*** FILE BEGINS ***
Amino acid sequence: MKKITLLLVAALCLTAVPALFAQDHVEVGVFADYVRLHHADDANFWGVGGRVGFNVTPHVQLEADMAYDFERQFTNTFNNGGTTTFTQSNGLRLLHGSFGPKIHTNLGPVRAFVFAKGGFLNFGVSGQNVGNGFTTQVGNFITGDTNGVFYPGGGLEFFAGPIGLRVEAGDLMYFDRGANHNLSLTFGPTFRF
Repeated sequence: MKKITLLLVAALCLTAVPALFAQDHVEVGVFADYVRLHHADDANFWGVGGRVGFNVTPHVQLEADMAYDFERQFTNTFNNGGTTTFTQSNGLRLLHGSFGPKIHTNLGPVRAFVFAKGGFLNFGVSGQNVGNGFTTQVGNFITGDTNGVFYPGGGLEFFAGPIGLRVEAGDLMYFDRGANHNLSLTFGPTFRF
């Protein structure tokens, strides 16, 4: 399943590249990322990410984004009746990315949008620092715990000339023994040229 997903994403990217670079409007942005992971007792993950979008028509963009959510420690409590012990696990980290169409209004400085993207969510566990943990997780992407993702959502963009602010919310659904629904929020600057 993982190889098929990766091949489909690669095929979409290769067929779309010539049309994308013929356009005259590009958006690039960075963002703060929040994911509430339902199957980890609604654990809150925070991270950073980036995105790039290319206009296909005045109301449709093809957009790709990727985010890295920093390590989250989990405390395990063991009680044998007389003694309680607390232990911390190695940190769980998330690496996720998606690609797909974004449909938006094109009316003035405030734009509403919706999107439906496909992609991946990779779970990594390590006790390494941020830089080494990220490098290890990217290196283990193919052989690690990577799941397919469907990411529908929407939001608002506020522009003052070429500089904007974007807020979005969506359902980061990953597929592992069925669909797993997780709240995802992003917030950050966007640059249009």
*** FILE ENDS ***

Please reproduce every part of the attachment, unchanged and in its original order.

Amino acid sequence: MKKITLLLVAALCLTAVPALFAQDHVEVGVFADYVRLHHADDANFWGVGGRVGFNVTPHVQLEADMAYDFERQFTNTFNNGGTTTFTQSNGLRLLHGSFGPKIHTNLGPVRAFVFAKGGFLNFGVSGQNVGNGFTTQVGNFITGDTNGVFYPGGGLEFFAGPIGLRVEAGDLMYFDRGANHNLSLTFGPTFRF
Repeated sequence: MKKITLLLVAALCLTAVPALFAQDHVEVGVFADYVRLHHADDANFWGVGGRVGFNVTPHVQLEADMAYDFERQFTNTFNNGGTTTFTQSNGLRLLHGSFGPKIHTNLGPVRAFVFAKGGFLNFGVSGQNVGNGFTTQVGNFITGDTNGVFYPGGGLEFFAGPIGLRVEAGDLMYFDRGANHNLSLTFGPTFRF
């Protein structure tokens, strides 16, 4: 399943590249990322990410984004009746990315949008620092715990000339023994040229 997903994403990217670079409007942005992971007792993950979008028509963009959510420690409590012990696990980290169409209004400085993207969510566990943990997780992407993702959502963009602010919310659904629904929020600057 993982190889098929990766091949489909690669095929979409290769067929779309010539049309994308013929356009005259590009958006690039960075963002703060929040994911509430339902199957980890609604654990809150925070991270950073980036995105790039290319206009296909005045109301449709093809957009790709990727985010890295920093390590989250989990405390395990063991009680044998007389003694309680607390232990911390190695940190769980998330690496996720998606690609797909974004449909938006094109009316003035405030734009509403919706999107439906496909992609991946990779779970990594390590006790390494941020830089080494990220490098290890990217290196283990193919052989690690990577799941397919469907990411529908929407939001608002506020522009003052070429500089904007974007807020979005969506359902980061990953597929592992069925669909797993997780709240995802992003917030950050966007640059249009």